First of all, the backrest must be high enough to reach the shoulders. It is important that the entire back maintains contact with the backrest. To achieve this, it is essential to adjust the lumbar region. Be careful, because there are different degrees of lumbar adjustment. Some chairs simply add a detachable cushion, the thickness of which varies from model to model and which can be counterproductive. It is important to be able to keep your back firmly in the seat. One of the best solutions is an inflatable lumbar support for precise adjustment.
The ergonomics expert we consulted stresses the importance of being able to unlock the backrest. The backrest should be able to tilt backwards to accommodate the movement of the back when you want to rest a little. There are several types of unlocking. The simplest is simply to adjust the backrest angle. Some models can be tilted up to 180° for an almost reclining position. There are also rocker mechanisms that are spring-loaded. They can be simple and tilt the seat with the backrest or off-centre so as not to raise the feet. The most advanced tilting systems even allow asynchronous movement of the backrest and seat.
Many gamer models are based on the bucket seat format from the automotive world, a design that extends the backrest up to the back of the head. Newmann does not recommend this type of fixed headrest, as preventing the head from moving backwards is not good during relaxation and can lead to neck and headaches.
Footrests: the solution for small people
As mentioned above, the often fixed height of desks sometimes forces us to choose between a good height for the chest or one where the feet touch the floor. If you are under 1.75 m tall, you may be faced with this dilemma. One solution is to adjust the height of your seat to a comfortable arm position and then opt for a footrest. The latter will compensate for the gap between the feet and the floor to avoid too much pressure from the edge of the seat on the thigh, and the resulting blood circulation problems.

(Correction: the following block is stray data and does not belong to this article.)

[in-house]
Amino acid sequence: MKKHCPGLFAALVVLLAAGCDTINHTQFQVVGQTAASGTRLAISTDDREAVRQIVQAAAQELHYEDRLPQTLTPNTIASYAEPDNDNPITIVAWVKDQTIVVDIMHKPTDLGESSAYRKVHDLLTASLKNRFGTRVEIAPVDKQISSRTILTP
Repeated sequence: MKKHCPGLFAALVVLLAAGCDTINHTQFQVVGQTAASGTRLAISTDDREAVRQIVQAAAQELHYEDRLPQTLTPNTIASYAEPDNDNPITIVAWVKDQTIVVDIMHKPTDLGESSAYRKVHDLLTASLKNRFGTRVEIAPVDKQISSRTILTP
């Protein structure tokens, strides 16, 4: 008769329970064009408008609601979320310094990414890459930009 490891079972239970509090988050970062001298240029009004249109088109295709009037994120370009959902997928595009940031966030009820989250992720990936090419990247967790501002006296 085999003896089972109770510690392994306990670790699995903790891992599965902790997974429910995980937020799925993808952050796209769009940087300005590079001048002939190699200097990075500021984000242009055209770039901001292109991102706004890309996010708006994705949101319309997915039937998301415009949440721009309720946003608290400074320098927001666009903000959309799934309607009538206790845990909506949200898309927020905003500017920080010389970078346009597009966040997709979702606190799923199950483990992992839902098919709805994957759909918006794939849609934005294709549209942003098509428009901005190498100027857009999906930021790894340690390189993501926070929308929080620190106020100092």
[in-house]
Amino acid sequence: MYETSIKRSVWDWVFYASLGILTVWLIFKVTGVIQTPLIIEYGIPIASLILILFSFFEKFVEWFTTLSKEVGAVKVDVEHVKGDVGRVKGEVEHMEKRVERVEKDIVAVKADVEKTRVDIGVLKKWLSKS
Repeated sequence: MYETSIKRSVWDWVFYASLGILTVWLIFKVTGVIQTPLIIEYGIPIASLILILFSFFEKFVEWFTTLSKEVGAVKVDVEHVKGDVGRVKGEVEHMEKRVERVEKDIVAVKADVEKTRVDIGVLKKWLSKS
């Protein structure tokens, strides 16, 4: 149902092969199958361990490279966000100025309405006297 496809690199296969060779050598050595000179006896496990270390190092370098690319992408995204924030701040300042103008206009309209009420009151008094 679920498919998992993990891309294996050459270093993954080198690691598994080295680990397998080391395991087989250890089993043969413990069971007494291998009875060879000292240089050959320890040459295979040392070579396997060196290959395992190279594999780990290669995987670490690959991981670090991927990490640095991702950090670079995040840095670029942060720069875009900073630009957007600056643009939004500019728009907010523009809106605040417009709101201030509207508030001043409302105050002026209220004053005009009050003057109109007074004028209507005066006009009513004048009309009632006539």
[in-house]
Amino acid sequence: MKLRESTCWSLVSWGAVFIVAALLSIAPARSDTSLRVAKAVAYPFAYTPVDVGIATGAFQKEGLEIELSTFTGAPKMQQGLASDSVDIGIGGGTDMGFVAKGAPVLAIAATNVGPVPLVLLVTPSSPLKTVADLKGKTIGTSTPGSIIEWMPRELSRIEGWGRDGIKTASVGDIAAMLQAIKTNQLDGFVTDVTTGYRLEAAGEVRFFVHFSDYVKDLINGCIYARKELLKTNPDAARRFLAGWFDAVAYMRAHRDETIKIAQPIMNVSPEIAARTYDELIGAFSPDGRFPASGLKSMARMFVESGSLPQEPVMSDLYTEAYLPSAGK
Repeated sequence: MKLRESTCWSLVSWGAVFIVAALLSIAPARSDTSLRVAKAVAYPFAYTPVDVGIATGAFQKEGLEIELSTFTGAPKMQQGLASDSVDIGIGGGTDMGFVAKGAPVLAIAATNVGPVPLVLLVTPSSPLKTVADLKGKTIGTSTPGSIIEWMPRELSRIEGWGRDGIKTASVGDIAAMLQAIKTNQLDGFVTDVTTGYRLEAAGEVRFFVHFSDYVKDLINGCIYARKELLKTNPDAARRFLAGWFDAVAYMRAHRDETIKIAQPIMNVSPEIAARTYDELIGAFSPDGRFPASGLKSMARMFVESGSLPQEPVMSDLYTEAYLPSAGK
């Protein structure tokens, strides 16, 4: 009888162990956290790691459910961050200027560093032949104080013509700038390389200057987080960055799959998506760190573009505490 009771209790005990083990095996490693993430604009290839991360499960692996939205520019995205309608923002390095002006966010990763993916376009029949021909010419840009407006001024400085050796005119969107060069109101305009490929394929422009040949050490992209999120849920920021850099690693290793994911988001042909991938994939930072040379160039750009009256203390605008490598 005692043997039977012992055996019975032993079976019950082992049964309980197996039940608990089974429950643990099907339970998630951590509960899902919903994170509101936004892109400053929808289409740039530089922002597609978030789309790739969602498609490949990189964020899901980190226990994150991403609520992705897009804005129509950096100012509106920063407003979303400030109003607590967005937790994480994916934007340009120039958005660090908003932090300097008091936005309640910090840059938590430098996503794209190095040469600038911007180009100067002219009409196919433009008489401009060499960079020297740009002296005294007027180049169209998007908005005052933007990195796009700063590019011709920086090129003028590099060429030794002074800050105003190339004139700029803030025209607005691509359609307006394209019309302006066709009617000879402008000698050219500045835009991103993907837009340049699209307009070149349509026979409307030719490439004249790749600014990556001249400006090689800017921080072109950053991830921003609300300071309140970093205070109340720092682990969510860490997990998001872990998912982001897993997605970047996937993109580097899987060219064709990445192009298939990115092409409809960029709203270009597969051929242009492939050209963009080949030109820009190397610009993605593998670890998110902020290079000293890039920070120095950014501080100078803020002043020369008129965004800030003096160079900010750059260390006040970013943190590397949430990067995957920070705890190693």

Materials and finishes: the difficulty of buying online
So far, it has been fairly easy to find chairs and armchairs that meet some or all of the above tips. There is still the question of the materials used for the seat… As far as the seat is concerned, the density of the foam should be taken into account. Unfortunately, this information is often forgotten in the specification sheets. Keep an eye out for the words “high density foam” which correspond to more than 28 kg/m³ and ensure a minimum of comfort for the buttocks. Ergonomic models sometimes opt for mesh seats that easily fit the shape of the body.
The same material can be found on the backs of some armchairs. As with the seat, the advantage is that it adapts well to different shapes and is breathable so that you don’t sweat in the heat. This is less obvious with office chairs covered in leather or imitation leather (often indicated as PU leather, for polyurethane). The quality of the seams should also be closely monitored. It is quite easy to spot seams that will give way after only a few months of use on entry-level models.
There are also different qualities of castors. Some are suitable for soft floors such as carpets and rugs, while others are more comfortable on hard floors. Again, this information is not always readily available.
As with many products, the finishes depend on the range in which the product is placed. Entry-level chairs use materials that are often not very durable, poor quality foam or even screws that fail quickly. Adding a few dozen euros to your budget can prevent you from having to go to the cash register too often. You should also not hesitate to take advantage of the return policy to try out your office chair for a few days. Most online shops offer a 14-day return policy. Some are more permissive and extend this period to one month.
To help you sort through the plethora of office chairs and armchairs on offer, we’ve put together a dedicated comparison. Whether you’re playing or working, at home or in the office, we’d like to point you in the right direction.